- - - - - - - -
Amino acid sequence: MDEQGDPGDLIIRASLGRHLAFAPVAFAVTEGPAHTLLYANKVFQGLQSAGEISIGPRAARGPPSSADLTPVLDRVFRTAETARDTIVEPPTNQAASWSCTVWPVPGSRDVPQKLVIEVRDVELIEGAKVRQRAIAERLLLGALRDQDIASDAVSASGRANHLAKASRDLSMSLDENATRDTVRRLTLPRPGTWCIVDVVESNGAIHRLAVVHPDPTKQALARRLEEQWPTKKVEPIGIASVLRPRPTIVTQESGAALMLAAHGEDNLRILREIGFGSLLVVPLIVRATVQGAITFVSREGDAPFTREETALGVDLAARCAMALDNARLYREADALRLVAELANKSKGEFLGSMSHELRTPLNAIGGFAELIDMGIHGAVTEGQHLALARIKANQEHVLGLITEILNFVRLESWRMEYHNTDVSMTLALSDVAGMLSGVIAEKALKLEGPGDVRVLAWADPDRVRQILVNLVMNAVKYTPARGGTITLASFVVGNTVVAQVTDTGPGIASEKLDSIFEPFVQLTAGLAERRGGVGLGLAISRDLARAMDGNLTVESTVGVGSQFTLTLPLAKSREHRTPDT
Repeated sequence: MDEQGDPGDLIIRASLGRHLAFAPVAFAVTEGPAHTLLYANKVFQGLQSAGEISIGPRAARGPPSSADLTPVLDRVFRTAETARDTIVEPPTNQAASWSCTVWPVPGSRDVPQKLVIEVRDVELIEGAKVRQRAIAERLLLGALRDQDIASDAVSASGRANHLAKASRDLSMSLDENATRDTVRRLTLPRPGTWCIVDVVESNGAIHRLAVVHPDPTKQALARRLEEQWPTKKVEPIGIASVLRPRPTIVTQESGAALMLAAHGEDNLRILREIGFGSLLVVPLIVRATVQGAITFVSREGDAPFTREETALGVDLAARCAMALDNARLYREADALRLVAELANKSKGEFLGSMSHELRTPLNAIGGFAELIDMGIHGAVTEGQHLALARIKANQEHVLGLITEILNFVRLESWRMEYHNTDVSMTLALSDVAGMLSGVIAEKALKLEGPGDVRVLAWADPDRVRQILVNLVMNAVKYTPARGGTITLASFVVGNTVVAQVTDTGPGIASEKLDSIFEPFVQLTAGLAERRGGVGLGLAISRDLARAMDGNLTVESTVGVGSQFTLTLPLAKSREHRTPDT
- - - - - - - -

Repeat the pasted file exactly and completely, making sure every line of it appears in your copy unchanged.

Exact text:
Amino acid sequence: MDEQGDPGDLIIRASLGRHLAFAPVAFAVTEGPAHTLLYANKVFQGLQSAGEISIGPRAARGPPSSADLTPVLDRVFRTAETARDTIVEPPTNQAASWSCTVWPVPGSRDVPQKLVIEVRDVELIEGAKVRQRAIAERLLLGALRDQDIASDAVSASGRANHLAKASRDLSMSLDENATRDTVRRLTLPRPGTWCIVDVVESNGAIHRLAVVHPDPTKQALARRLEEQWPTKKVEPIGIASVLRPRPTIVTQESGAALMLAAHGEDNLRILREIGFGSLLVVPLIVRATVQGAITFVSREGDAPFTREETALGVDLAARCAMALDNARLYREADALRLVAELANKSKGEFLGSMSHELRTPLNAIGGFAELIDMGIHGAVTEGQHLALARIKANQEHVLGLITEILNFVRLESWRMEYHNTDVSMTLALSDVAGMLSGVIAEKALKLEGPGDVRVLAWADPDRVRQILVNLVMNAVKYTPARGGTITLASFVVGNTVVAQVTDTGPGIASEKLDSIFEPFVQLTAGLAERRGGVGLGLAISRDLARAMDGNLTVESTVGVGSQFTLTLPLAKSREHRTPDT
Repeated sequence: MDEQGDPGDLIIRASLGRHLAFAPVAFAVTEGPAHTLLYANKVFQGLQSAGEISIGPRAARGPPSSADLTPVLDRVFRTAETARDTIVEPPTNQAASWSCTVWPVPGSRDVPQKLVIEVRDVELIEGAKVRQRAIAERLLLGALRDQDIASDAVSASGRANHLAKASRDLSMSLDENATRDTVRRLTLPRPGTWCIVDVVESNGAIHRLAVVHPDPTKQALARRLEEQWPTKKVEPIGIASVLRPRPTIVTQESGAALMLAAHGEDNLRILREIGFGSLLVVPLIVRATVQGAITFVSREGDAPFTREETALGVDLAARCAMALDNARLYREADALRLVAELANKSKGEFLGSMSHELRTPLNAIGGFAELIDMGIHGAVTEGQHLALARIKANQEHVLGLITEILNFVRLESWRMEYHNTDVSMTLALSDVAGMLSGVIAEKALKLEGPGDVRVLAWADPDRVRQILVNLVMNAVKYTPARGGTITLASFVVGNTVVAQVTDTGPGIASEKLDSIFEPFVQLTAGLAERRGGVGLGLAISRDLARAMDGNLTVESTVGVGSQFTLTLPLAKSREHRTPDT